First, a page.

In the first of these two articles looking briefly at the history of ‘compositional’ chiaroscuro in painting, I traced some early examples from the Renaissance before showing a selection from its heyday between 1590 and 1650. With Caravaggio and those influenced by him gone, chiaroscuro returned to occasional use for special effects rather than lapsing into obscurity.
It still appeared in nocturnes, such as Antoine Watteau’s The Foursome from about 1713. You may have noticed that I’m not a great fan of paintings from this period, but I rather like this for its subtlety, and the details half-hidden in its darkness.
With the Age of Enlightenment, one of its most devoted artists spent much of his career using chiaroscuro to express revelation and discovery. Joseph Wright of Derby’s A Philosopher Giving that Lecture on the Orrery, in which a Lamp is Put in Place of the Sun from 1766 is one of the best examples of his use of light and darkness, which is both visually stunning and appropriately symbolic.
Chiaroscuro was resurrected by the Romantic and ‘Gothic’ painters who arrived in the late eighteenth century. Their use of it to intensify the mysterious and sometimes downright scary stands in complete contrast to Wright.
Henry Fuseli used chiaroscuro extensively, particularly in his many paintings of the night. One fine example is in The Shepherd’s Dream from 1793, which tells a story of fairy elves bewitching a peasant, from John Milton’s Paradise Lost (1667). Later ‘faerie painters’ of the nineteenth century also used chiaroscuro frequently.
Just three years later, the young JMW Turner exhibited his first oil painting at the Royal Academy: a maritime nocturne which features brilliant use of chiaroscuro.
Turner’s Fishermen at Sea from 1796 shows small fishing boats working in a heavy swell off The Needles, on the Isle of Wight, on a moonlit night. Although an outstanding work for such a young artist, Turner was following a vogue for nocturnes which had been established by British and French painters during the late eighteenth century.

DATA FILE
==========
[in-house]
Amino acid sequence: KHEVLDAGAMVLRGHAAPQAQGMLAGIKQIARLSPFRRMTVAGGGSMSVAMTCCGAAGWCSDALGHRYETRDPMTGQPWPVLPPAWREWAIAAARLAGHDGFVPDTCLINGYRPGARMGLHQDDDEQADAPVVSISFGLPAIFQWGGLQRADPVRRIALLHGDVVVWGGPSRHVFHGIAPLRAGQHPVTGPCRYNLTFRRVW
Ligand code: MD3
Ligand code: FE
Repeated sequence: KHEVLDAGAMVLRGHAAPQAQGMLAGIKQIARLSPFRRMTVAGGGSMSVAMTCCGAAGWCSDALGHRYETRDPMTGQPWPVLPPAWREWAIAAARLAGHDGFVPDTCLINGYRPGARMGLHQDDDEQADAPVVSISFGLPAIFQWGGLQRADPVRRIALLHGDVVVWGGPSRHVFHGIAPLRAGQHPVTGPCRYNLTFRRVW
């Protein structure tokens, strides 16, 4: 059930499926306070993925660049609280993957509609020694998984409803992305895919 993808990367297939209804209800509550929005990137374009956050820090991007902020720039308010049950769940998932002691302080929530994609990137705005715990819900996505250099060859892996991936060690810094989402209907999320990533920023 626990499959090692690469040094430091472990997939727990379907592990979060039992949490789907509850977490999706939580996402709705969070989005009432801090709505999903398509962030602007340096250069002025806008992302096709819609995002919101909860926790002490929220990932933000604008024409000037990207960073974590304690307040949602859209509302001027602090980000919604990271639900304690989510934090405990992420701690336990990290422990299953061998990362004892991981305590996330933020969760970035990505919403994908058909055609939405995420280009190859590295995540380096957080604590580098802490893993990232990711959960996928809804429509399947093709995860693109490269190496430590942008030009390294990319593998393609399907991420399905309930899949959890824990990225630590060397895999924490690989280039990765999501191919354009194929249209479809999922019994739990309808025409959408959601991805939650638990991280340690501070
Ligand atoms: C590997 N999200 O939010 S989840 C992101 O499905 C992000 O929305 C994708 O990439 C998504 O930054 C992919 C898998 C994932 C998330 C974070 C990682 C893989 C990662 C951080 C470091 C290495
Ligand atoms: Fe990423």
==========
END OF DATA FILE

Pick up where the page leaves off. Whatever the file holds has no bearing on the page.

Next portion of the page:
Chiaroscuro remained a favourite of more traditional artists during the nineteenth century. Here Karl von Piloty uses it for the scene of an infamous murder in his painting of Seni at the Body of Wallenstein from 1855. This shows the body of the murdered high general Albrecht von Wallenstein in 1634, discovered by his astrologer, Giovanni Battista Seni.
Ary Scheffer used it to great if relatively conventional effect in his painting of Dante and Virgil Encountering the Shades of Francesca de Rimini and Paolo in the Underworld (1855). These two adulterous lovers are seen in Dante’s second circle of hell, providing good grounds for the use of chiaroscuro, which proves highly effective.
More modern paintings during the latter half of the nineteenth century very seldom used traditional chiaroscuro, with its near-black shadows and dazzling highlights. Instead the shadows are more murk than black, and the highlights more modest too.
Jean-François Millet’s L’Angélus (The Angelus), which he completed around 1857-59, reverses the convention of highlit figures against a dark background, to instil sombreness and emphasise the poverty of the couple seen at the end of a day digging potatoes from the poor soil.
Petrus van Schendel combines the romantic glow of candles with haze and murk in his Market by Candlelight of 1865. This has a much narrower tonal range than Caravaggist chiaroscuro, resulting in softness.
Vincent van Gogh’s early social realist painting of The Potato Eaters from 1885 makes very effective use of reduced contrast chiaroscuro, in depicting a poor peasant family eating in their dark cottage.
Of Pierre Bonnard’s many paintings exploring light and its effects, The Lamp from about 1899 stands out for its full-blown chiaroscuro lighting and his elaborate use of reflection in the globe below the light.
Another continuing use of chiaroscuro to the present day is in portraiture, particularly in insightful self-portraits.
Torajirō Kojima’s Self-Portrait 自画像 painted in about 1917 makes him look old, care-worn and anxious, a direct contrast to the effects shown in Gerard van Honthorst’s scenes of revelry in the seventeenth century.
Chiaroscuro isn’t done yet, not by a long way, but has settled as an unusual technique mainly employed for special visual effects – and is perhaps the more marvellous as a result.